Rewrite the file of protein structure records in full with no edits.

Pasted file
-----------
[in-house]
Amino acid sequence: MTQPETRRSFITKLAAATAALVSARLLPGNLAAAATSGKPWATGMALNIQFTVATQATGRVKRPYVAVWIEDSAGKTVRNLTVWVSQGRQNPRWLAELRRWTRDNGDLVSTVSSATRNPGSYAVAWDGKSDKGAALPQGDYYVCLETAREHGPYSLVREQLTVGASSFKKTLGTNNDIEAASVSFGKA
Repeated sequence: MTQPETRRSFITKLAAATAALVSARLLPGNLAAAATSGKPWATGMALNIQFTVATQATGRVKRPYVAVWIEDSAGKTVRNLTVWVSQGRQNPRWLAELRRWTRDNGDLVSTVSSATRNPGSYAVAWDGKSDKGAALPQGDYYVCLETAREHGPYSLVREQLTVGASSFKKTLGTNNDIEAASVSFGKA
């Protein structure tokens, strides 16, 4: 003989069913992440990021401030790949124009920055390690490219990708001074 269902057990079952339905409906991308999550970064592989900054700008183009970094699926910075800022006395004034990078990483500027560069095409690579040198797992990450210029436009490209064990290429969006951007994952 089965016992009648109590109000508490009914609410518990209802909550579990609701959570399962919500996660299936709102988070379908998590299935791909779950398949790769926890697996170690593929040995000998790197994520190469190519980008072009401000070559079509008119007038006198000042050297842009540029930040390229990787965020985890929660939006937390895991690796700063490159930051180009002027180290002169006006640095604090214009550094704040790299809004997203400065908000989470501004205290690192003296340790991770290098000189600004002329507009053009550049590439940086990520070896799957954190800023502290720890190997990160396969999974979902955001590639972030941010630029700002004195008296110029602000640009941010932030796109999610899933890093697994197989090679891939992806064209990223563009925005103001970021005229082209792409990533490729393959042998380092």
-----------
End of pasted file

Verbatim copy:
[in-house]
Amino acid sequence: MTQPETRRSFITKLAAATAALVSARLLPGNLAAAATSGKPWATGMALNIQFTVATQATGRVKRPYVAVWIEDSAGKTVRNLTVWVSQGRQNPRWLAELRRWTRDNGDLVSTVSSATRNPGSYAVAWDGKSDKGAALPQGDYYVCLETAREHGPYSLVREQLTVGASSFKKTLGTNNDIEAASVSFGKA
Repeated sequence: MTQPETRRSFITKLAAATAALVSARLLPGNLAAAATSGKPWATGMALNIQFTVATQATGRVKRPYVAVWIEDSAGKTVRNLTVWVSQGRQNPRWLAELRRWTRDNGDLVSTVSSATRNPGSYAVAWDGKSDKGAALPQGDYYVCLETAREHGPYSLVREQLTVGASSFKKTLGTNNDIEAASVSFGKA
């Protein structure tokens, strides 16, 4: 003989069913992440990021401030790949124009920055390690490219990708001074 269902057990079952339905409906991308999550970064592989900054700008183009970094699926910075800022006395004034990078990483500027560069095409690579040198797992990450210029436009490209064990290429969006951007994952 089965016992009648109590109000508490009914609410518990209802909550579990609701959570399962919500996660299936709102988070379908998590299935791909779950398949790769926890697996170690593929040995000998790197994520190469190519980008072009401000070559079509008119007038006198000042050297842009540029930040390229990787965020985890929660939006937390895991690796700063490159930051180009002027180290002169006006640095604090214009550094704040790299809004997203400065908000989470501004205290690192003296340790991770290098000189600004002329507009053009550049590439940086990520070896799957954190800023502290720890190997990160396969999974979902955001590639972030941010630029700002004195008296110029602000640009941010932030796109999610899933890093697994197989090679891939992806064209990223563009925005103001970021005229082209792409990533490729393959042998380092």